And on the Chinese side? Because there were so many other things to think about than a tiny patch of land on the south coast, the Chinese government let things stand.


After the change of government in China in 1949, things changed again. The People’s Republic of China government announced the official, total abolition of all unequal treaties imposed by foreign countries on the Chinese people — including the one that enabled the British to stay in Hong Kong.

This did not change Hong Kong’s status because it remained an illegally occupied piece of China both before and after the 1949 declaration. But it was a powerful reminder to London that the territory was not theirs, and the piece of paper that justified their occupation was considered totally null and void.

But the Chinese would not take it by force. They preferred to wait and let the matter be settled peacefully, through negotiation, at a suitable time – and they were well aware that the 99-year lease would run out before the end of the century. They would just have to wait.

They could afford to do so. The Chinese had a lot of think about over the following decades, as they experimented with different forms of socialistic government, and Hong Kong was left as it was.

It was only after Deng Xiaoping began the process of “opening up” China in 1978 that the issue of Hong Kong came back to the fore. By that time, Hong Kong and Taiwan had developed very different systems, far more capitalistic than China’s centralized socialistic system.


Deng came up with the idea of “one country, two systems” for Taiwan. But when he was approached by Hong Kong Governor Murray MacLehose in 1979, he realized that the deadline meant that it would make more sense to use it for Hong Kong.

The system worked like a dream, and the colony (in British eyes) or the occupied territory (in Chinese eyes) became a jointly recognized part of the nation of China in 1997. One country, two systems, worked really well. By 2018, it was obvious that it would make a good model with which to bring Taiwan back into the fold too.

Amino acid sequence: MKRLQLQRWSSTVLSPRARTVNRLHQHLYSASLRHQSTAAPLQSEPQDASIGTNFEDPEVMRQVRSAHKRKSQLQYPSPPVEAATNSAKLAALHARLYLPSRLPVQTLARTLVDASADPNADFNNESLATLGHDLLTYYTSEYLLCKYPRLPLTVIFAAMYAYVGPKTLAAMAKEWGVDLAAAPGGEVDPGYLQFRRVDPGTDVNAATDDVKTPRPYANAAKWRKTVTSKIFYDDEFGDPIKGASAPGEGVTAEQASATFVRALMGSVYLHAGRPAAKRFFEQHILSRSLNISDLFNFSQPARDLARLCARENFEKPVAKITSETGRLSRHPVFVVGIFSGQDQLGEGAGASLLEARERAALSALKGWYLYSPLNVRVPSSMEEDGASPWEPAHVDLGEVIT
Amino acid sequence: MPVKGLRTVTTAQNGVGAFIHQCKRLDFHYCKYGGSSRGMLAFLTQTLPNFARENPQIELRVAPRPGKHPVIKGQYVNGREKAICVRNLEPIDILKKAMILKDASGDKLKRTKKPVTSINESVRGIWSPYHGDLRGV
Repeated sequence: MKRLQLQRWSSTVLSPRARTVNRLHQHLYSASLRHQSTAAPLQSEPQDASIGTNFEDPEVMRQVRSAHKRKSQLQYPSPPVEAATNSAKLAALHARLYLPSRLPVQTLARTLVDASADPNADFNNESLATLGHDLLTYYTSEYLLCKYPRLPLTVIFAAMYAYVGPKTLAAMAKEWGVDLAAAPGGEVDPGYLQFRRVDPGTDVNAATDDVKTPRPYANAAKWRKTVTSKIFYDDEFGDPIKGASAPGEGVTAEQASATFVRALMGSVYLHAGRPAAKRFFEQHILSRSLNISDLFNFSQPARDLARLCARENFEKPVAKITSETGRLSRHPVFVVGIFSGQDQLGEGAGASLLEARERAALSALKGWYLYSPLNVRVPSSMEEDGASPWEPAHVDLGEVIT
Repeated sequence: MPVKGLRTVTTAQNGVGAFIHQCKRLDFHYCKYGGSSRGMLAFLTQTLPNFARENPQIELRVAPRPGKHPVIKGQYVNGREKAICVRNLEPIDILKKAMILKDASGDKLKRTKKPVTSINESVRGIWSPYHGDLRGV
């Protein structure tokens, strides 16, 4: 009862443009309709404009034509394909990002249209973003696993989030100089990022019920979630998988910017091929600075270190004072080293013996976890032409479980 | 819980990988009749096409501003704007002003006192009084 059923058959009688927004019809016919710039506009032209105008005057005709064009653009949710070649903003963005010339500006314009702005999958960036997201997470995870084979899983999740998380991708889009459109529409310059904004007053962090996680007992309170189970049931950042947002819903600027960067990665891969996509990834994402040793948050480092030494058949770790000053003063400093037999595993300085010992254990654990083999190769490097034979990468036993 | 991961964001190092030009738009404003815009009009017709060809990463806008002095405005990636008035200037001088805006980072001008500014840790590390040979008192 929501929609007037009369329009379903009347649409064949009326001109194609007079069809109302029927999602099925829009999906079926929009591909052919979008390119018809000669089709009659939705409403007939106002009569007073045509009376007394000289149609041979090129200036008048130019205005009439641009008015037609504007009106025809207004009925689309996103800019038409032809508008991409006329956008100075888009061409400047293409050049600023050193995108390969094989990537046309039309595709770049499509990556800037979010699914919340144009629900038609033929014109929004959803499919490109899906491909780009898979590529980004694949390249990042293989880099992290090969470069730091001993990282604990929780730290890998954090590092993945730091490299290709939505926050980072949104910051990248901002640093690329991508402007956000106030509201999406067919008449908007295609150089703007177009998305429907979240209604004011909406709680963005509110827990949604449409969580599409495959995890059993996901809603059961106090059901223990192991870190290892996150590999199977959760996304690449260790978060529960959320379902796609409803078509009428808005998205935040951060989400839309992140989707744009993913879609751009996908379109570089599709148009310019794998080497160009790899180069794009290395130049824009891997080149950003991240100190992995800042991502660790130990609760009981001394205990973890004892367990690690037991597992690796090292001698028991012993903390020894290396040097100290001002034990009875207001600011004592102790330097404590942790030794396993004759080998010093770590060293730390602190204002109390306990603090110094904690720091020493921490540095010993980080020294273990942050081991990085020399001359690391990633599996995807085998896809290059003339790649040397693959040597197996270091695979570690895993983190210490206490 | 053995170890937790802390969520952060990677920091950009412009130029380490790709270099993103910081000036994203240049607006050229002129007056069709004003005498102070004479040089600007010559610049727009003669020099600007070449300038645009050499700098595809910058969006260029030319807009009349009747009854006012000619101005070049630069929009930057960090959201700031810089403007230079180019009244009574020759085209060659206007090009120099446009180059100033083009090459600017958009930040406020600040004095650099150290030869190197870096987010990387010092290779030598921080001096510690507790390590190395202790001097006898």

And then, “by chance”, there was a huge jump in foreign payments to anti-government activists, and a large increase in personnel at the US Consulate-General in Hong Kong, and the appearance of a disinformation campaign saying that an extradition law was being “imposed by Beijing” (although it was actually suggested by G7). Protesters started carrying nonsensical signs saying “Defend Our Constitution” and “Trump 2020” and the city descended into chaos. Police found multiple funds paying for weapons, including a HK$10 million one, and a HK$70 million one.

The western media blamed China for the problems, although even a child could see that mainland officials in Hong Kong were in shock, caught totally off-guard, with no idea what was going on.


To sum up, the fact that China and Britain had different views of what Hong Kong was, a British colony or an occupied part of China, are not in dispute, and already existed in textbooks, English and Chinese, for many decades. Yet the discovery that the Chinese side of the story will be included in school textbooks has caused the western media to create an unjustified panic that makes them look ridiculous.

Hostile reporters are simply revealing their lack of historical knowledge—and revealing that when it comes to censorship, they are in favor of it when it suits them. They would much rather than the Chinese side of the story was kept from children.

Below is a short video version of this story.

Image at the top comes from Jeremy Bezanger/ Unsplash